Abstract: World War II destroyed the rational and moral foundations of human society which in
turn produced a prevalent sense of utter meaninglessness and instability of human existence. This title attempts to look into the various issues relating to the social, economic and metaphysical life in 1950s England, explored by the three dramatists Samuel Beckett, Harold Pinter and John Osborne. Their choice of themes such as the absurdist and existential issues and the prevailing socio-economic discontentment, as well as the structure, tone and language of the plays effectively comment on these concerns. Kitchen sink realism (or kitchen sink drama) is a term coined to describe a British cultural movement that developed in the late 1950s and early 1960s in theatre, art, novels, film, and television plays, whose protagonists usually could be described as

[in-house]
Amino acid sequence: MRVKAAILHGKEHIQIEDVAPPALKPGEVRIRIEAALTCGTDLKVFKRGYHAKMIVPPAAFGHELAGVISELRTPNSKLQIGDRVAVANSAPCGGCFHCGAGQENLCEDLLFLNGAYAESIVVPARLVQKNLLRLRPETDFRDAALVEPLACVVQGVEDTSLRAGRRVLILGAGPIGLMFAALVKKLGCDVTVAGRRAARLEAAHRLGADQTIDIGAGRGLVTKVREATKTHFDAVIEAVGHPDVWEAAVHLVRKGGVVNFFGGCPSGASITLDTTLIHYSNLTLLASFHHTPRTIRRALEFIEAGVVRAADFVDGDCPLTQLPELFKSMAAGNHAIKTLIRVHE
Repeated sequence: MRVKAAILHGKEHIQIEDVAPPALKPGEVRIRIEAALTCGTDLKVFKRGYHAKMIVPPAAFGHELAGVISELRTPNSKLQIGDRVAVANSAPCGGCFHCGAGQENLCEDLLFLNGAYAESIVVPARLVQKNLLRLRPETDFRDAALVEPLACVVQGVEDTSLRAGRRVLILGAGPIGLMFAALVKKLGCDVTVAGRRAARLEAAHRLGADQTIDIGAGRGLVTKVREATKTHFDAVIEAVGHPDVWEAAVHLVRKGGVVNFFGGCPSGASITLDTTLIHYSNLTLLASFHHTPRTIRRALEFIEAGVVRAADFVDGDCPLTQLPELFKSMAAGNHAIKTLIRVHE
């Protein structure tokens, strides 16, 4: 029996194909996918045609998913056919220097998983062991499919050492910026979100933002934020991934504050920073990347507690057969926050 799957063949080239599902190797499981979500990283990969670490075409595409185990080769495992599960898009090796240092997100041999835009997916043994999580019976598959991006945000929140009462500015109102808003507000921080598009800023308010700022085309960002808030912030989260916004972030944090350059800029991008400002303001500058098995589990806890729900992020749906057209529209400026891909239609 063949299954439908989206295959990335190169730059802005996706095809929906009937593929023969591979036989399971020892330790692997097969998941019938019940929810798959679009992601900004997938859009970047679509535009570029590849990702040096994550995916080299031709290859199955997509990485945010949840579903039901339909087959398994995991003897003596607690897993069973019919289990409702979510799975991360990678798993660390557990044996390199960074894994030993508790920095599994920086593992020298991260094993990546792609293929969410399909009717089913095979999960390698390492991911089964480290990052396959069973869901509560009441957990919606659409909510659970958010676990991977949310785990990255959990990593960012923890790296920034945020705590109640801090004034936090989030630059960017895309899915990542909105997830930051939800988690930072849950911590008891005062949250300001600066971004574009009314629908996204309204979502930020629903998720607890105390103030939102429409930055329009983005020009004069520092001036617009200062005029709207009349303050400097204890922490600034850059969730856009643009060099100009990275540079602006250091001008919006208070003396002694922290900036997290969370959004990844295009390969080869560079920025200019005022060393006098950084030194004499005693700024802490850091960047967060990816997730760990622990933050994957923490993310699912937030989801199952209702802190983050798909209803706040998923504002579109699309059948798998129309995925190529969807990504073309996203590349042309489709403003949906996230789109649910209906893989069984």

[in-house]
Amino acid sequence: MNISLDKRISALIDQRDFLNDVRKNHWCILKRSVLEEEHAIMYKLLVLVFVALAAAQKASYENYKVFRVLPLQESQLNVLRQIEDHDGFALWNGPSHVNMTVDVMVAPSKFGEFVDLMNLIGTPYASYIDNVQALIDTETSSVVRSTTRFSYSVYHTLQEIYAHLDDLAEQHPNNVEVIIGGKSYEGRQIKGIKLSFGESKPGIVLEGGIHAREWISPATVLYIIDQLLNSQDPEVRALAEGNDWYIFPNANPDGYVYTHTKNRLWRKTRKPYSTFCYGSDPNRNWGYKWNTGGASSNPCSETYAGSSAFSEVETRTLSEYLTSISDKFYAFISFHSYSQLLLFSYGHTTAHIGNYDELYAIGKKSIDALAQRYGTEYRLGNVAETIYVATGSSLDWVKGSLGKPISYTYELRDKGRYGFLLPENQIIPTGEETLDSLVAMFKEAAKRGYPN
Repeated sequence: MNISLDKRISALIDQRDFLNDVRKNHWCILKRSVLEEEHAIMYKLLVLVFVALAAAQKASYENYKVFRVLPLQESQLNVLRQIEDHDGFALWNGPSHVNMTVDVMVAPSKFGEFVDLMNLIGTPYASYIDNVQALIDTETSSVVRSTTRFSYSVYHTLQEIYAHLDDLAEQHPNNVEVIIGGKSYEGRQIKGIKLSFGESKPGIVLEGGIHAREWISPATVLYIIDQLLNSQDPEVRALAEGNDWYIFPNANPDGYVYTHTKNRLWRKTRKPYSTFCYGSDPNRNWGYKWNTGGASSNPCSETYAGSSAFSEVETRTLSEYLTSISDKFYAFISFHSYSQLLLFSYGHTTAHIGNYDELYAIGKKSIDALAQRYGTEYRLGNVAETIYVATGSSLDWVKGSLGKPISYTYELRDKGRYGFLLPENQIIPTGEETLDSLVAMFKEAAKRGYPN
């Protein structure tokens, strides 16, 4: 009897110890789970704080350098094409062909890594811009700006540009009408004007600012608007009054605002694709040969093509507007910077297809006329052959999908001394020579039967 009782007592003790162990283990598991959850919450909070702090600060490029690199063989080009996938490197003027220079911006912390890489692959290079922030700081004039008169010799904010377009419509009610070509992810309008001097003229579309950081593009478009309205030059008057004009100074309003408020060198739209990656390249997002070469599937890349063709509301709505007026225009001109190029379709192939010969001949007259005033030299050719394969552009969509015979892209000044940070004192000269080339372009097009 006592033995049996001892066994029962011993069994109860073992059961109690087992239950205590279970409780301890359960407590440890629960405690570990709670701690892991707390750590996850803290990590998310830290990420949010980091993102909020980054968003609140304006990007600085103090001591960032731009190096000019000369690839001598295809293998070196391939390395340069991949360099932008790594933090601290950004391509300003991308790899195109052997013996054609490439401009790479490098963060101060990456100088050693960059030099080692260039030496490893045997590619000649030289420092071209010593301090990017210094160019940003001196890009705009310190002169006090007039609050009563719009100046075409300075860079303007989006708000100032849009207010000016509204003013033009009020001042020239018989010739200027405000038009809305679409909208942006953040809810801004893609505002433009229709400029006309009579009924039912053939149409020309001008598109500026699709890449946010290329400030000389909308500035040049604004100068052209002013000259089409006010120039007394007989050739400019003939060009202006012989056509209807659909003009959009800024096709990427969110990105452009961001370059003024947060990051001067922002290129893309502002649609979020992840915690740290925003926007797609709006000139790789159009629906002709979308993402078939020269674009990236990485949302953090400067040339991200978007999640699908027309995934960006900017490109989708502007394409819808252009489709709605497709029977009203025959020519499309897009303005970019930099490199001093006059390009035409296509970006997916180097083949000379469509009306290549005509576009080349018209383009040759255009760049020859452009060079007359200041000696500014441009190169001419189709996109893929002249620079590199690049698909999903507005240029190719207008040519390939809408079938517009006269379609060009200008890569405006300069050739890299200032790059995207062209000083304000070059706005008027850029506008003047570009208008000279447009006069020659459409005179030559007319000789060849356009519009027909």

"angry young men" who were disillusioned with modern society. It used a style of social realism, which depicted the domestic situations of working class Britons, living in cramped rented accommodation and spending their off-hours drinking in grimy pubs, to explore controversial social and political issues ranging from abortion to homelessness. The harsh, realistic style contrasted sharply with the escapism of the previous generation's so-called "well-made plays". Key Words: Absurdist, Existential, modern, Social Realism.